Tuesday , August 30 2016

From the Editor

August, 2016

  • 30 August

    August 30, 2016


    Three days ago I got a call from a patient who needed some insulin. The problem was, I had not seen the patient in 6 years — since I had first trained him on his insulin pump. Apparently they had gone out of town; he had prefilled cartridges with him and left them in a ...

    Read More »

Latest Articles

August, 2016

  • 30 August

    Out of Insulin, Too Early to Renew — What To Do?

    Lab Detail

    It is not unusual for people to have difficulty keeping insulin from freezing or getting overheated. A patient, with type 1 diabetes for 17 years, had glucose that did not respond to his rapid-acting insulin as it usually does. He had two new vials in the refrigerator. He took a new vial out of his refrigerator earlier in the day, and started using it a few hours after he took it out. Had high post prandials that did not respond as usual to correcting. He had enough experience to wonder if perhaps something was wrong with his new insulin, so he thought he’d try another vial. He saw it was frozen. He had put the two vials at the back, where for many refrigerators it is colder. He thought back and wondered if the first vial looked any different, but remembered, he did not look closely at it.

    Read More »
  • 30 August

    Dr. Stanley Schwartz Part 1, New Diabetes Classification


    In part 1 of this Exclusive Interview, Dr. Stanley Schwartz explains how the current understanding of diabetes surpasses the diabetes classifications determined long ago. He explains how understanding the inner workings of a specific patient can determine the best therapy for that patient, whether diabetes classifications change or stay the same.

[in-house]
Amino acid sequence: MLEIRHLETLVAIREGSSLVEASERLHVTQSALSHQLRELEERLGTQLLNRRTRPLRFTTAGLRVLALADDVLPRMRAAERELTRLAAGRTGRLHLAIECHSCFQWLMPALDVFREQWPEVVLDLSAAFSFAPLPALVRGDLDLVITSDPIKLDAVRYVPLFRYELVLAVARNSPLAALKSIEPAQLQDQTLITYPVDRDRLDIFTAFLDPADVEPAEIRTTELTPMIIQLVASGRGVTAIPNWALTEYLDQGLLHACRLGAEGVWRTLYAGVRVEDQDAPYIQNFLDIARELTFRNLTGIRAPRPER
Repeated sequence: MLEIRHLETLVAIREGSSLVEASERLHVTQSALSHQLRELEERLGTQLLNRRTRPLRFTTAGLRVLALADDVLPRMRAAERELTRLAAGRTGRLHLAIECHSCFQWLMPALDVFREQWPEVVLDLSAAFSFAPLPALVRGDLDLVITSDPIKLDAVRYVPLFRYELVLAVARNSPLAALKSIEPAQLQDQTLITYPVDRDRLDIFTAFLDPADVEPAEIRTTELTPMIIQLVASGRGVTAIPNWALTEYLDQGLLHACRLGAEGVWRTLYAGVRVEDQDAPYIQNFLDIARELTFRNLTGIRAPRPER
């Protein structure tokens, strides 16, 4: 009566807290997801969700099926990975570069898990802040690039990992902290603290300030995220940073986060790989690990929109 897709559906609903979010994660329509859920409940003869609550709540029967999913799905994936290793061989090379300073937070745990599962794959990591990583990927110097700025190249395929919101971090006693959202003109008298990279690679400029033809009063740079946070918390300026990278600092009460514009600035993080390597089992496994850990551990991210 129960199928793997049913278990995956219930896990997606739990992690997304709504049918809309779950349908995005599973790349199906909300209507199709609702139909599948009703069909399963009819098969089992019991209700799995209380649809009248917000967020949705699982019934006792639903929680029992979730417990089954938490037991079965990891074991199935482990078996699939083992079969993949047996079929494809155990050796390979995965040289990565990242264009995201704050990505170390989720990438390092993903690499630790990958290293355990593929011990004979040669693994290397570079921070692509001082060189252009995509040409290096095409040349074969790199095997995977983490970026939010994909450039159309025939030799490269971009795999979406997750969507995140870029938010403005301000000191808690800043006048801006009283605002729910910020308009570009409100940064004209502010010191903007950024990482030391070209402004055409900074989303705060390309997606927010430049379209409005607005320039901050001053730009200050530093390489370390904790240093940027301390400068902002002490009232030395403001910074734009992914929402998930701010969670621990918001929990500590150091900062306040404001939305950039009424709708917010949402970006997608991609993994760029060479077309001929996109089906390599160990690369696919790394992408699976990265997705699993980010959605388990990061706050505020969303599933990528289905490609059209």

Read More »
  • 30 August

    Team-Based Approaches to Help Older Adults with T2 Achieve Individualized Glycemic Goals Part 1

    Mature on sofa measuring sugar level in blood using glucometer a

    In this week's Homerun Slides, Dave Joffe, editor-in-chief of Diabetes in Control, presents strategies for helping type 2 patients to achieve their glycemic goals, starting with an outline of diabetes team members.

    Read More »
  • 30 August

    International Textbook of Diabetes Mellitus, 4th Ed., Excerpt #39: Normal Beta-cell Function Part 4 of 6


    Beta-Cell response to hormones and the nervous system: As already mentioned insulin is the only hormone with a blood glucose lowering effect, while many other hormones (glucagon, cortisol, adrenaline) exert a hyperglycemic action. The changes in glucose levels elicited by these hormones obviously will be detected by the beta cell, which will respond by enhancing insulin secretion. Yet, all these hormones, as well as others and the nervous system exert a coordinated direct effect on the beta cell resulting in an integrated and sophisticated control network.

    Read More »
  • 30 August

    SGLT-2s and Evidence-Based Medicine

    Human kidney in abstract background

    In this exclusive interview transcript, Dr. Stanley Schwartz discusses SGLT-2s and evidence-based medicine: the risk of DKA in Type 2 diabetes is just five in 10,000, compared to a benefit of 38% reduction in cardiovascular mortality.

    Read More »

Test Your Knowledge

Question #848